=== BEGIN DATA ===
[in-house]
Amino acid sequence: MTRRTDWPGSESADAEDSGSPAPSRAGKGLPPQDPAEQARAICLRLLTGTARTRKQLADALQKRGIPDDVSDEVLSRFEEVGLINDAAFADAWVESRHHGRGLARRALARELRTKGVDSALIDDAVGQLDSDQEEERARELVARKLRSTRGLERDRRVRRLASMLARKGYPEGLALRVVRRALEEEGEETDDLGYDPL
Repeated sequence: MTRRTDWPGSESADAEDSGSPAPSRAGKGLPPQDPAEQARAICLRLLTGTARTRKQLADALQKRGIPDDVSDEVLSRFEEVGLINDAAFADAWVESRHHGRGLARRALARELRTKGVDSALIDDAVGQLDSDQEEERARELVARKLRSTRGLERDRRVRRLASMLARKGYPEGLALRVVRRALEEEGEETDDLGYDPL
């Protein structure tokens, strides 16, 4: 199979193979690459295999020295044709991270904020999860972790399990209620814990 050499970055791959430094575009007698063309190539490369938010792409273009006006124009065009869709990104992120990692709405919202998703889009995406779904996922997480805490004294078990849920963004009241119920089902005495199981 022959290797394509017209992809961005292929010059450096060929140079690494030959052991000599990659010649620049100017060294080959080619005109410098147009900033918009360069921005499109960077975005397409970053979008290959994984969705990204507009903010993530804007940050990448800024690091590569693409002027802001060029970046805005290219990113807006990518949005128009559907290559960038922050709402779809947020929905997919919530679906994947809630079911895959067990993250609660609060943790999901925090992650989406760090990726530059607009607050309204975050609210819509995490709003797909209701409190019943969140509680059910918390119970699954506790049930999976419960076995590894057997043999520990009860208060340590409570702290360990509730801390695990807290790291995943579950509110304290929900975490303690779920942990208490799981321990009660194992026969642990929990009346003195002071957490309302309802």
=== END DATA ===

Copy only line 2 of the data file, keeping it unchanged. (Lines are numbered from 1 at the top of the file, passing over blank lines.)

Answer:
Amino acid sequence: MTRRTDWPGSESADAEDSGSPAPSRAGKGLPPQDPAEQARAICLRLLTGTARTRKQLADALQKRGIPDDVSDEVLSRFEEVGLINDAAFADAWVESRHHGRGLARRALARELRTKGVDSALIDDAVGQLDSDQEEERARELVARKLRSTRGLERDRRVRRLASMLARKGYPEGLALRVVRRALEEEGEETDDLGYDPL